Dillon’s firm has a higher overhead than some other firms, he says. And his bread-and-butter client is more like an artisan baguette with huile d’olive. Think: estate gardens and notable architecture-based projects. Nevertheless, when the economy hit rock bottom in 2008 and Dillon did less than half of the projected volume, he explored the commercial realm because he knew he couldn’t compete on price-sensitive residential projects.
When Dillon began bidding on some commercial projects – particularly ones where contracts were sold for less than the wholesale cost of plant material required – he realized that he better stick to his niche. “We found out that commercial was not the way to go for us,” he says. “So, I kept working the high-end market and developing relationships with architects and builders. When you’re in that market, people need to have a comfort level with you, and its’ all referral-based.”
Dillon says clients don’t question the cost because they’re buying quality. “If you can give them the look they really want, they are willing to pay what it takes to get that,” Dillon says.
Though tempting to compromise his vision to fill the schedule, Dillon did not stray from his target high-end clientele even when times were tough. Instead, he took a good, hard look at operations and determined that the firm could run much leaner. “I had to make some painful decisions,” he says. “I had to lay off the two other designers and pare down staff, and do what we could do to keep overhead down.”
What Dillon learned is that he can run a sophisticated business on a fine, leather shoestring. And, Dillon admits, the business side of running a landscape design firm was not necessarily always his stronger suit.
Dillon has learned to surround himself with talented people, and focus on referrals by building a strong network within the architecture community.
“Because most architects really are focused primarily on the house, they don’t have the luxury or the time to devote to the outside,” Dillon says. “We develop a level of trust where they know what I’m going to design and install will complement what they have done (for the home).”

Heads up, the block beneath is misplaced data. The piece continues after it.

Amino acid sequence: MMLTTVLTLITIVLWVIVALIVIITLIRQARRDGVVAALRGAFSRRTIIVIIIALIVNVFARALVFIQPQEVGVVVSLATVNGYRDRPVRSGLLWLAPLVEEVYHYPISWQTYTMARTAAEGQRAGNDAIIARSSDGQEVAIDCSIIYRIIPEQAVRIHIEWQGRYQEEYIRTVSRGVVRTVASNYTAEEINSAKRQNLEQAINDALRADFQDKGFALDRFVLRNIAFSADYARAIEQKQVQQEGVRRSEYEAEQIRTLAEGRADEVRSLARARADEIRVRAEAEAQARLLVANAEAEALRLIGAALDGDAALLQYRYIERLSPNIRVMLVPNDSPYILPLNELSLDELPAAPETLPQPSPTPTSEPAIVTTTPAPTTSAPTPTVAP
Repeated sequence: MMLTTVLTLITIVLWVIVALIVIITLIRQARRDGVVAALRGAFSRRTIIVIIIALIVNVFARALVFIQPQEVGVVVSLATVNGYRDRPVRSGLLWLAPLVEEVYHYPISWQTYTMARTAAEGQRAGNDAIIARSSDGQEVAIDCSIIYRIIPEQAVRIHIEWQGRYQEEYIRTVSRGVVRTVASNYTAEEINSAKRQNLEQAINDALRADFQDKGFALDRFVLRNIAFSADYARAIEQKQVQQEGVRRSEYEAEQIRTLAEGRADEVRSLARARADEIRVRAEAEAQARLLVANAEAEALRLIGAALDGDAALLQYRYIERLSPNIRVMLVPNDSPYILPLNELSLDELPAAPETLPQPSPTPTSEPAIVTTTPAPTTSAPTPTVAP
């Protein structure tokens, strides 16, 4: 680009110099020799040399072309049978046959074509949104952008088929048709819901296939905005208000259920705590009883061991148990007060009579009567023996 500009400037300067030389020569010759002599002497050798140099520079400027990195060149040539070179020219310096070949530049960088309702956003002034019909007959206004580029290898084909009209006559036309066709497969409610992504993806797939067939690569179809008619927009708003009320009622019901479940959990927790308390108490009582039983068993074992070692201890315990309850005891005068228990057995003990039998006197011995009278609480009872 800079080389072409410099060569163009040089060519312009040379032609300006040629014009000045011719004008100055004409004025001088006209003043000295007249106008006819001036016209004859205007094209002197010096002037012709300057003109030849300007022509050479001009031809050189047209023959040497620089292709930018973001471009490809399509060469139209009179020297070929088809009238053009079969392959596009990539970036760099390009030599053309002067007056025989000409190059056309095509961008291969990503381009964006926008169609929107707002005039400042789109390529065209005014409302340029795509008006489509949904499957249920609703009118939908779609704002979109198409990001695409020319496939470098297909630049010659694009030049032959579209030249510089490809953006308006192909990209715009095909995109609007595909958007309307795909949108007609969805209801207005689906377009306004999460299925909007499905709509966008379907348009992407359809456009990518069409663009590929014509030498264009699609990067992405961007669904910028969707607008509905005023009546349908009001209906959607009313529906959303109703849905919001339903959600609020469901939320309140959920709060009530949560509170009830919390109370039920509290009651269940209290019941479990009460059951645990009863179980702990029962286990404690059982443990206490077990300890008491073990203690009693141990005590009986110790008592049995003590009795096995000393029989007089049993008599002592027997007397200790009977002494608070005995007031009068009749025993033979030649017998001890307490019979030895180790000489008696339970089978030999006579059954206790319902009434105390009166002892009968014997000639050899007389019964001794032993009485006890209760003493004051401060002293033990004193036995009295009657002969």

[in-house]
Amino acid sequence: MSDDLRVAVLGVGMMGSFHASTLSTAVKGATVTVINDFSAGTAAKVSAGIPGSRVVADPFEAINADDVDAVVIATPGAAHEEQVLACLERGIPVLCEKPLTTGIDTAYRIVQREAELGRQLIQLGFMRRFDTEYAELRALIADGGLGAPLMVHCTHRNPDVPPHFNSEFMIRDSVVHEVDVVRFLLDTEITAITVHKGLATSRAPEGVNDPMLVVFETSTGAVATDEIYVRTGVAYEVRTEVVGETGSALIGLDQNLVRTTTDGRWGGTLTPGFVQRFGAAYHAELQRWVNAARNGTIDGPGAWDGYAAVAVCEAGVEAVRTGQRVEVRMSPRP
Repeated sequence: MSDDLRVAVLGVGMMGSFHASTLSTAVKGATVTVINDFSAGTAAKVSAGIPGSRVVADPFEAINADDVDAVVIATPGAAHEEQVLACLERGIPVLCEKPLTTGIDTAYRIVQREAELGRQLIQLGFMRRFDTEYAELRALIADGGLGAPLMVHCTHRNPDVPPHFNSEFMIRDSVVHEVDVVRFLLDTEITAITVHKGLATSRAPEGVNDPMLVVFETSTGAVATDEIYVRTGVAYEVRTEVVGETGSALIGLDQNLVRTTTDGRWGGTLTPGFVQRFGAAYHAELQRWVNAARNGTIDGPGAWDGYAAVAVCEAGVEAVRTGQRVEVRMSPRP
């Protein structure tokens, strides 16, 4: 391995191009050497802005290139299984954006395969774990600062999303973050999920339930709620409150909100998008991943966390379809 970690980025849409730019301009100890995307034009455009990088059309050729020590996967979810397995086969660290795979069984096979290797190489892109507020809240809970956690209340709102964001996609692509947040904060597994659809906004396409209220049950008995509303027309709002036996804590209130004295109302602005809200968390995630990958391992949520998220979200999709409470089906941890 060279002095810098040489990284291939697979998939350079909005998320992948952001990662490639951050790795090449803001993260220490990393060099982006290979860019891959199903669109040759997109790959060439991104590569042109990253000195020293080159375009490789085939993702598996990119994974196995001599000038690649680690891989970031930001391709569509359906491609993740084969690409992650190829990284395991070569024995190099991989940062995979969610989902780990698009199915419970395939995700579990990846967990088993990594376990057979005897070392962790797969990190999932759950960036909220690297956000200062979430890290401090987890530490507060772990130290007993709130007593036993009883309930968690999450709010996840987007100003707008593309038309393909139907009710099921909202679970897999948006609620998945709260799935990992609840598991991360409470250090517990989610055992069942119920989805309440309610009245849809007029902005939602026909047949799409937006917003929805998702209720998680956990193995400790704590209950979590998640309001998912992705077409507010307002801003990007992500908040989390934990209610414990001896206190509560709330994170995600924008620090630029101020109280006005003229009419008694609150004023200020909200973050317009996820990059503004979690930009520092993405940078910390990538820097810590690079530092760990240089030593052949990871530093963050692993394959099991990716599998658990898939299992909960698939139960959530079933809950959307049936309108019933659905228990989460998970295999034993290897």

Cultivating a look. Reed Dillon & Associates has been called in to design luxury landscapes for significant architectural projects. Dillon describes one property, a contemporary home in Greenwich, Conn., that exercised his landscape design skills. “Everything about the home was very clean, very structural, so we created a series of retaining walls and terraces – some walls started at 2 feet and ended up at 12 feet because of the sloped lot,” he says.
Dillon’s personal style – the aesthetic that draws high-end clients to his work – is both structured and lush. “I like to do a clean look with lots of evergreens for structure, but lots of exuberant perennials and blooming shrubs behind that,” he says. The firm designs complex hardscapes and intricate gardens where Dillon plays with texture: from foliage to flagstone. His garden at home is a living example of his personal vision. It includes an Adirondack-style pergola and an artificial stream that separates the landscape gardens from an expansive wildflower space. More than 15,000 daffodils planted in this area bloom in a sea of yellow in spring. Dillon and his wife travel often, visiting gardens wherever they go to collect ideas.
Success in this business takes an eye. That’s the “something” special clients are after. And Dillon is optimistic that his high-end niche is in the market for a fresh look this year. “I think there is a lot of pent-up demand,” he says. “It seems like the money is loosening up.”
Photo courtesy Reed & Dillon Associates